James Denselow's Councillor Blog
Commentary on politics and local matters in Queens Park, Brent

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Ken Livingstone's Manifesto for London

At a time when people are being squeezed by higher fares, rents, and heating bills, Londoners need a Mayor who is in touch and understand the pressures that they face every day. They need a Mayor who will make them better off.


Kensal Rise Library Reverts to All Souls

A press release from Brent Council announced today:

Cricklewood and Kensal Rise land reverts to All Souls College

On Tuesday, 10 April, Brent Council wrote to All Souls College, Oxford requesting the transfer documents to revert the land which formerly housed Cricklewood and Kensal Rise libraries.

The land at Cricklewood and Kensal Rise was given to the Council by All Souls College under the Literary and Scientific Institutions Act 1854. In both cases the land was used, in agreement with the Act, to provide libraries for residents.

With the closure of the two libraries as part of the Council's libraries transformation programme, the purpose for use has ceased and consequently All Souls College has asserted its legal right and requested that the land is returned.

Although the libraries were closed in October 2011 there has been a delay in the land reverting back to All Souls College to allow for litigation to be considered by the courts. With litigation complete there is now no obstacle to the land reverting to All Souls College.

There was some confusion as those looking to keep the library as a reading room were under the impression that All Souls was supporting their business plan. In fact the Executive Member response, Cllr James Powney, has made clear that:

"The All Souls College solicitor has been writing demanding the building back since 8 Feb 2012. They know that this is incompatible with the FKRL plans, but seem to have ignored this in their communications"

I am following up with meetings with various council and community members to see how we can proceed from here.

Waste Updates

(Brent Council) On the waste front, 2011/12 was a year of fundamental change. The drive to remodel our services and to achieve savings has been relentless.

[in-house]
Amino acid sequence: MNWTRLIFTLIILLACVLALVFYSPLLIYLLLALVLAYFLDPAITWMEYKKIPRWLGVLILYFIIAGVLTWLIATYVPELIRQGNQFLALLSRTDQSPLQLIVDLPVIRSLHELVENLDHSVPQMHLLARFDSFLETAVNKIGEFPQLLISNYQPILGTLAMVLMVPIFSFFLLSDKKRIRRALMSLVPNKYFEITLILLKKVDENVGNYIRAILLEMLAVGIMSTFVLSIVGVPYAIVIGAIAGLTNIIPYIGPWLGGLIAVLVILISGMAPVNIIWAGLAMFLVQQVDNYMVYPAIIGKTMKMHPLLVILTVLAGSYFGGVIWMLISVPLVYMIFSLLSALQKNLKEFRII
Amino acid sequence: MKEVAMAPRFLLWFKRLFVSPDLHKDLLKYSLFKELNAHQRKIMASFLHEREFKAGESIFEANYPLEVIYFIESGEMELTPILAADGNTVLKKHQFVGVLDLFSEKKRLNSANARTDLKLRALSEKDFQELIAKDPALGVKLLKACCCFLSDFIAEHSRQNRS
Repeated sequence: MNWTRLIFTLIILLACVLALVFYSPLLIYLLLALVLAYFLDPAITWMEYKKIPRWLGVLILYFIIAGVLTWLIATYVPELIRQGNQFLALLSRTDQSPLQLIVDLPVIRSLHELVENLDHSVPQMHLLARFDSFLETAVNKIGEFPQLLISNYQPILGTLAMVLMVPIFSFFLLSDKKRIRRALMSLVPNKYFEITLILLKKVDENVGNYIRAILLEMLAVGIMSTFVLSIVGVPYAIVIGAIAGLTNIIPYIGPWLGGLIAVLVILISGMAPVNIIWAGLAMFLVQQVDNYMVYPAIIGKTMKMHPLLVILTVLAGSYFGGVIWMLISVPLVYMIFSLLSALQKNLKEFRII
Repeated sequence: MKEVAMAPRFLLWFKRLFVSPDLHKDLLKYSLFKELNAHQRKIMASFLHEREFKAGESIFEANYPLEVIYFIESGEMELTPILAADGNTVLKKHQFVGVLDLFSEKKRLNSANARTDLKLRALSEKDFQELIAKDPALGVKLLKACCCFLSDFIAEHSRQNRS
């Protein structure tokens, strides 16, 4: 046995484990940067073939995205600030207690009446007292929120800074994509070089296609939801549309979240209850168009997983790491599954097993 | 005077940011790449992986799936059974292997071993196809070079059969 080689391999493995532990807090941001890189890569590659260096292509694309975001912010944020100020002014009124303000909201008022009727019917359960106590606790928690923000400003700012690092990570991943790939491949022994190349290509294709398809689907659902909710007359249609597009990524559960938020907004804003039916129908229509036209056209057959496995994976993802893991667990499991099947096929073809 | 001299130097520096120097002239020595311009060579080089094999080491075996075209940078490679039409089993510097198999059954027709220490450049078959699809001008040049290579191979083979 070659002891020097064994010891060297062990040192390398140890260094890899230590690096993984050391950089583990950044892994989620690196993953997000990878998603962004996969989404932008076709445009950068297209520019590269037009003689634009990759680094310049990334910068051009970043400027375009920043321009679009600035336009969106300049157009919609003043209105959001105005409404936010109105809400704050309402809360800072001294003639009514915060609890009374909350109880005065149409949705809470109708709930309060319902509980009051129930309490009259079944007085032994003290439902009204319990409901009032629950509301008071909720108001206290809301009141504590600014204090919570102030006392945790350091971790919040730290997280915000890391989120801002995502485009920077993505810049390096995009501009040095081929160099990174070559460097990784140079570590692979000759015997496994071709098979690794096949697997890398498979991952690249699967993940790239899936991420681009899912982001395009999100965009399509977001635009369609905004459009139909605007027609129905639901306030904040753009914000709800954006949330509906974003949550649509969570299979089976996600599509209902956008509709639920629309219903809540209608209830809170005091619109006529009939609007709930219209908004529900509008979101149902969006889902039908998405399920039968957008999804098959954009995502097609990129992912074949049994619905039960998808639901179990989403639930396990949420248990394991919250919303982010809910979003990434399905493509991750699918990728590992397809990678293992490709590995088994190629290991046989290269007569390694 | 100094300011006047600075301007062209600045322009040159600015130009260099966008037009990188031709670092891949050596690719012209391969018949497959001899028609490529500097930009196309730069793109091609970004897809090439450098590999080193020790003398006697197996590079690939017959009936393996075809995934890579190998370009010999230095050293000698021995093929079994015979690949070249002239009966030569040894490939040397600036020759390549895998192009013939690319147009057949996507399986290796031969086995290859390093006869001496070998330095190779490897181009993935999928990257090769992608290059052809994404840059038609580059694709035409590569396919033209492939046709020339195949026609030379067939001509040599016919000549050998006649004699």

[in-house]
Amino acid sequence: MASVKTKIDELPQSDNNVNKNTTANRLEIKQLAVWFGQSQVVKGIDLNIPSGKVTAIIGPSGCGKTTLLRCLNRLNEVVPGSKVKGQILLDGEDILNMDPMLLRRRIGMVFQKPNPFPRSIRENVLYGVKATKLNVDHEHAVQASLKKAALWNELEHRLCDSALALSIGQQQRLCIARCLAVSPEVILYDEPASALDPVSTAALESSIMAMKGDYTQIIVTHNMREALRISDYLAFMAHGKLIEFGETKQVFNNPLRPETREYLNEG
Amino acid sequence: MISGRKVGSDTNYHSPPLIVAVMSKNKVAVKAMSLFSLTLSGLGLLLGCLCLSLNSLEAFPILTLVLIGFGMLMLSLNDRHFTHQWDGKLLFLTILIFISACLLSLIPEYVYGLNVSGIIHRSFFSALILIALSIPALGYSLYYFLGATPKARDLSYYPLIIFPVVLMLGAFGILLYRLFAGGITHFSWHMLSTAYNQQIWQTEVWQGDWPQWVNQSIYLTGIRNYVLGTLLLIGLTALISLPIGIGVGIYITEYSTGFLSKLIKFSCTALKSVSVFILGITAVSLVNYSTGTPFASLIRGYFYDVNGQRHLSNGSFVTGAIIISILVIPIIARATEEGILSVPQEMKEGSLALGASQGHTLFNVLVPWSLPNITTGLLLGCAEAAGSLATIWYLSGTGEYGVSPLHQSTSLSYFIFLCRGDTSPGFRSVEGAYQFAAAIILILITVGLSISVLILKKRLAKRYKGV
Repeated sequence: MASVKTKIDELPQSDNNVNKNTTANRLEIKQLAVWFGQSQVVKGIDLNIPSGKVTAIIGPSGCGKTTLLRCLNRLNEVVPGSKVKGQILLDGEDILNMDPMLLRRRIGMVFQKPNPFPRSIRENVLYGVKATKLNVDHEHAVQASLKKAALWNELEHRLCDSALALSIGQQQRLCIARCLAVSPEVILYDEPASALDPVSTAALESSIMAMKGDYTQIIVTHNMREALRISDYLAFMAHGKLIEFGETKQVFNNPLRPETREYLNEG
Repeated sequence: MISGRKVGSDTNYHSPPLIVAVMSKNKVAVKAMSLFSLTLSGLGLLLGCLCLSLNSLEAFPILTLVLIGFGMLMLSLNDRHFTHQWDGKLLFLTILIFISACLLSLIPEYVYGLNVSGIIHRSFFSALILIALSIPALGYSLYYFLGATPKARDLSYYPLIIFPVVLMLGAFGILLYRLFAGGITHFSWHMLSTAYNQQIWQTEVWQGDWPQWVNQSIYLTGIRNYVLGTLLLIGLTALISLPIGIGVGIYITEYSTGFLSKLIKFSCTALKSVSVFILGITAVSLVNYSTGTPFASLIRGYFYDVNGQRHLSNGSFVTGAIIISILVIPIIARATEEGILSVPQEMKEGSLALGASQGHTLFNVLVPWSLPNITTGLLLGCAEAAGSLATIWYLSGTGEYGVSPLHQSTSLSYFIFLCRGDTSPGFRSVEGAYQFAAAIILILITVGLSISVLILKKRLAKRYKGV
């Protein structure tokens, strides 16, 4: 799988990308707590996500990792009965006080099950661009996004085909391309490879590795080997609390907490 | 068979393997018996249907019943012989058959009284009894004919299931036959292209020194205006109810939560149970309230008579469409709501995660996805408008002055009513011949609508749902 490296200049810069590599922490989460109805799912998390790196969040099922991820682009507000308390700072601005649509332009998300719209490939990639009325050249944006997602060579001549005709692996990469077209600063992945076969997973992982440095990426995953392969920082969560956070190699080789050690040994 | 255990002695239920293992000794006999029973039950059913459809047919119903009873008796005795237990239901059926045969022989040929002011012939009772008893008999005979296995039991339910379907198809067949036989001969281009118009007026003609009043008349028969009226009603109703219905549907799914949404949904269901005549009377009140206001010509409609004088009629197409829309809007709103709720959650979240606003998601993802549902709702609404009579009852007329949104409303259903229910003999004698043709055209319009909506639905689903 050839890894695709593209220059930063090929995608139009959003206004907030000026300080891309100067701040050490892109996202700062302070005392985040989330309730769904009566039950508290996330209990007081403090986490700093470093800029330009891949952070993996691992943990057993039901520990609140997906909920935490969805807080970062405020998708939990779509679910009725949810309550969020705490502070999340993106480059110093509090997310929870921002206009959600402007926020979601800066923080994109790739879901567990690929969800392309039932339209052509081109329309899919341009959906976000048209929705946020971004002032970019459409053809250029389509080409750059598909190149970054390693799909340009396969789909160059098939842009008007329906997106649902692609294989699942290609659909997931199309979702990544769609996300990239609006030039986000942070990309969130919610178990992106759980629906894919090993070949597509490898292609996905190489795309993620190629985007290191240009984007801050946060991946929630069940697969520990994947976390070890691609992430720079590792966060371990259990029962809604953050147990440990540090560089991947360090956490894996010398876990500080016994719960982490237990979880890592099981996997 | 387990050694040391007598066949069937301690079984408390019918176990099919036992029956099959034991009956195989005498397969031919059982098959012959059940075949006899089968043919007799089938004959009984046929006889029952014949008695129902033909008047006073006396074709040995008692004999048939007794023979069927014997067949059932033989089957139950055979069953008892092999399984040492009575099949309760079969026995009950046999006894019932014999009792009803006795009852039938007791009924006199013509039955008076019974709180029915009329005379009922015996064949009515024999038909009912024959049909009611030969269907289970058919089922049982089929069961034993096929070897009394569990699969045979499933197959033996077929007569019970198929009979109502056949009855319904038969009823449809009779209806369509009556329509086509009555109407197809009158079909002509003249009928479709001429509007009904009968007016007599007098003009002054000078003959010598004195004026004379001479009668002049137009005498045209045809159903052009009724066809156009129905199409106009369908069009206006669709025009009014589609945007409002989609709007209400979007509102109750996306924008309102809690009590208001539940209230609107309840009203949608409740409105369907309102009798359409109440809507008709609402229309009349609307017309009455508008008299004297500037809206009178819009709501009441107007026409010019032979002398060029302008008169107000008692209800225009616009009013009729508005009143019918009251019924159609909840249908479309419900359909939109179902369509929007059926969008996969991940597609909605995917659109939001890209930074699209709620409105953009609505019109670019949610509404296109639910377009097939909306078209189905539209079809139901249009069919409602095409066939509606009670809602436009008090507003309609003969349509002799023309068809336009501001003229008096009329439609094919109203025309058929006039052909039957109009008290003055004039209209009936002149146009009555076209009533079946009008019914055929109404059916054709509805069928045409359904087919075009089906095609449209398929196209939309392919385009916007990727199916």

Keeping streets clean is no longer straightforward. Implementing and sustaining a radically new waste collection system has not been straightforward.


Admittedly, some areas have adapted better than others. Nevertheless, the overall effect is clear.


·         The total waste treatment cost for 2011/12 was £6.8million against a budget of £7.5m. The cleansing reductions have provided a further £2m annual saving.


We have seen a step change in recycling performance.  The green box (April/Sep) v blue bin (Oct/March) comparison, i.e. (old system v new) shows a 55% increase in recycling tonnage collected.


·         The same comparison (April/Sep v Oct/March) for all waste streams shows an 18% drop in landfilled waste, a 36% rise in dry recycling, an 18% decrease in organic waste (seasonal) and a 10% drop in total waste.


·         The full comparison with last year shows a 9% drop in landfilled waste, a 20% rise in recycling and a 3% drop in organic waste.

Kilburn Lane/Harrow Road/Ladbroke Grove junction

Question from Murad Qureshi - What progress if any has been made on the works TfL were going to undertake at this dangerous junction for pedestrians?

Written response from the Mayor

These are not TfL works. The junction of Harrow Road, Ladbroke Grove, and Kilburn Lane is on the boundary of three London boroughs – Westminster City Council (WCC), the Royal Borough of Kensington and Chelsea (RBK&C) and the London Borough of Brent (LB). This junction is therefore not part of the Transport for London Road Network and any scheme proposed here will be borough led.

The junction does however form part of the Strategic Road Network (SRN) and consequently any works require TfL’s approval in accordance with the Traffic Management Act (2004).

A meeting was held on 17 October 2011 at Portcullis House which was attended by Glenda Jackson MP, Councillor Paul Dimoldenberg, officers from WCC, RBK&C, LB, Transport for London (TfL), and a representative of the Kensal Triangle Residents Association to discuss options of improving pedestrian crossing facilities at this junction.

It was agreed at the meeting that subject to approval from LB, RBK&C and TfL, Westminster would implement a scheme to widened the pedestrian islands for a trial period of three months. At the time it was anticipated that the trial scheme could be implemented before Christmas.

Since the meeting on 17 October 2011, Westminster officers have been liaising with TfL and the other authorities to agree the proposed layout of the new islands and the methodology for monitoring the scheme. This has taken longer than originally anticipated, however, we understand that WCC now expect to be in a position to make a formal application to TfL in March 2012 to introduce the scheme.

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